To James Anderson (of Scotland)
Philadelphia June 20th 1792.
I had the pleasure a few days ago to receive your letter of the 28t[h] of September, enclosing a letter from the Earl of Buchan, and accompanied with some seeds of the Sweedish Turnip, or Ruta Baga.1 At the same time I received from Mr Campbell, a bookseller in New York, six volumes of the Bee, which he informed me were transmitted by your directions.2 In your letter you mentioned having sent the four first volumes of the Bee, and the Earl mentions in his that he has sent me a sett. I therefore concluded that the six vols. which I have received are those mentioned by his Lordship, and especially, as the pamphlet on wool, by Sir John Sinclair, which you observed in your letter accompanied the books which you sent, was not with those which I received. I mention these circumstances in order, that if there is any mistake in the transmission of the books, it may be set right. I feel no less grateful, Sir, for your polite attention, whether the books which I have received be those sent by yourself or by the Earl. I must beg your acceptance of my best thanks for the Sweedish Turnip seed, and the particular account which you were so good as to give me respecting it⟨.⟩ As I have spent great part of my life (and that not the least pleas⟨ing)⟩ in rural3 affairs I am always obliged by receiving such communications or novelties in that way as may tend to promote the system of husbandry in this Country.
When you first determined upon publishing the Bee, the Earl of Buchan had the goodness to transmit to me the plan 4 of the work, with which I was much pleased, and from the answe⟨r⟩ which I then gave to his Lordship’s letter; I have considered myself as a subscriber to the publication, and must beg to be informed to whom or in what manner I shall cause payment to be made for it.5
I have not yet had it in my power to peruse those volumes of the Bee which I have received, but I promise myself much entertainment & information from them; for the extensive & liberal ground upon which you appear to have undertaken the work must make it interesting to the good citizens of every Country, and for your complete success in it you have my best wishes. I am Sir, with proper consideration, Your most Obed. Ser.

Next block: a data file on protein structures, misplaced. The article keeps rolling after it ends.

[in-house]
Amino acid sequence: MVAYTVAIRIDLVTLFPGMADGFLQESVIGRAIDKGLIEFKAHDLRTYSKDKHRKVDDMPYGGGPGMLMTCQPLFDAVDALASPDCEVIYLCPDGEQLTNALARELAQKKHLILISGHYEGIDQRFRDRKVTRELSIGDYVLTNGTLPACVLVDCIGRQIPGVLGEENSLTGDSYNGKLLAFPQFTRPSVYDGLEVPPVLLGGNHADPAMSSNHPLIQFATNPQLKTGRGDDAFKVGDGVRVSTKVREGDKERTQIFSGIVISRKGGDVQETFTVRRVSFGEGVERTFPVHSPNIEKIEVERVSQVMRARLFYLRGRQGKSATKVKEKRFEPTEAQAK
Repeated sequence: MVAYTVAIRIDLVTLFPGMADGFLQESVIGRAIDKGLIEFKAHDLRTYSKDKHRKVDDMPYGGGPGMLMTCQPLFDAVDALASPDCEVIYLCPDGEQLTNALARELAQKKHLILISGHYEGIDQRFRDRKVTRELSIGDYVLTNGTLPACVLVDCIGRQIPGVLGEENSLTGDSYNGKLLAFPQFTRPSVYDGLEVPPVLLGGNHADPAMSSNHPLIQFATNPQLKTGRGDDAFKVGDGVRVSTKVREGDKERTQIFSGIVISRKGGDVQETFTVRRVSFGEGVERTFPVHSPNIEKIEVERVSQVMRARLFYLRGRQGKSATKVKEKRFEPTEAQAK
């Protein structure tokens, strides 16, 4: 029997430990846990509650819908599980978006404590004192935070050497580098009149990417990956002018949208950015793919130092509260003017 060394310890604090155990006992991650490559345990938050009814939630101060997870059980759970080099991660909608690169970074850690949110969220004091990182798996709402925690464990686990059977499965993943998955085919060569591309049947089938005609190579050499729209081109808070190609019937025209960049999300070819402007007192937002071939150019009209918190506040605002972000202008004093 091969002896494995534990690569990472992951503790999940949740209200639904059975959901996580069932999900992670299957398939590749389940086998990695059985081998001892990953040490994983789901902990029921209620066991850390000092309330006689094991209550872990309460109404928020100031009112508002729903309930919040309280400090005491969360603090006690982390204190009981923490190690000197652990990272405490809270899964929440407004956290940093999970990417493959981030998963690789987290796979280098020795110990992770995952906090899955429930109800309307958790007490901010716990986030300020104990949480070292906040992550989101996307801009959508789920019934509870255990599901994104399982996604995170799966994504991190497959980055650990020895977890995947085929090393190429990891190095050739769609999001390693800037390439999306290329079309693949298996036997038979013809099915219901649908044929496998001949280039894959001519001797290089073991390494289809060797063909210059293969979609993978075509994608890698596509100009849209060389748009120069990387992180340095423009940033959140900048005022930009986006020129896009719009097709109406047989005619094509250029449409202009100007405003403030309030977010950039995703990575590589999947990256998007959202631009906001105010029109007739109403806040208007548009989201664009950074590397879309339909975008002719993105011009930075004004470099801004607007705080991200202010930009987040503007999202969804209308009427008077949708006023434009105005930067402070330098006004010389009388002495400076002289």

Df, in Tobias Lear’s hand, DNA: RG 59, Miscellaneous Letters; LB, DLC:GW. The mutilated letters along the edge of the manuscript page are provided in angle brackets from the letter-book copy.
1. The letter that James Anderson wrote GW from Edinburgh on 28 Sept. 1791 reads: “I send inclosed a letter from the Earl of Buchan [of 15 Sept.] to your excellency.
“I have also the honour to transmit along with it a copy of the four first volumes of the Bee, which are all that are yet published of that periodical Work—of which I humbly request your acceptance, as a small testimony of respect from a lover of mankind to one of their principal benefactors.
“I intended to have done myself this honour, at the conclusion of the former volumes; but, from a consciousness of the work having fallen so far below my own wishes and expectations, in the execution, (owing to a variety of discouraging circumstances in a beginning work, with which it would be impertinent to trouble you) I declined it—nor should I now have so far presumed on your goodness, had I not been urged to it by Lord Buchan, who has been a liberal contributer to this work, and some other respectable persons in this country, whose advice I consider as a law to me. One merit, at least, it can claim that of being seriously intended to benefit my fellow creatures, without respect to persons. And if it shall continue to have the circulation it has hitherto obtained, I flatter myself it may become, in several respects beneficial.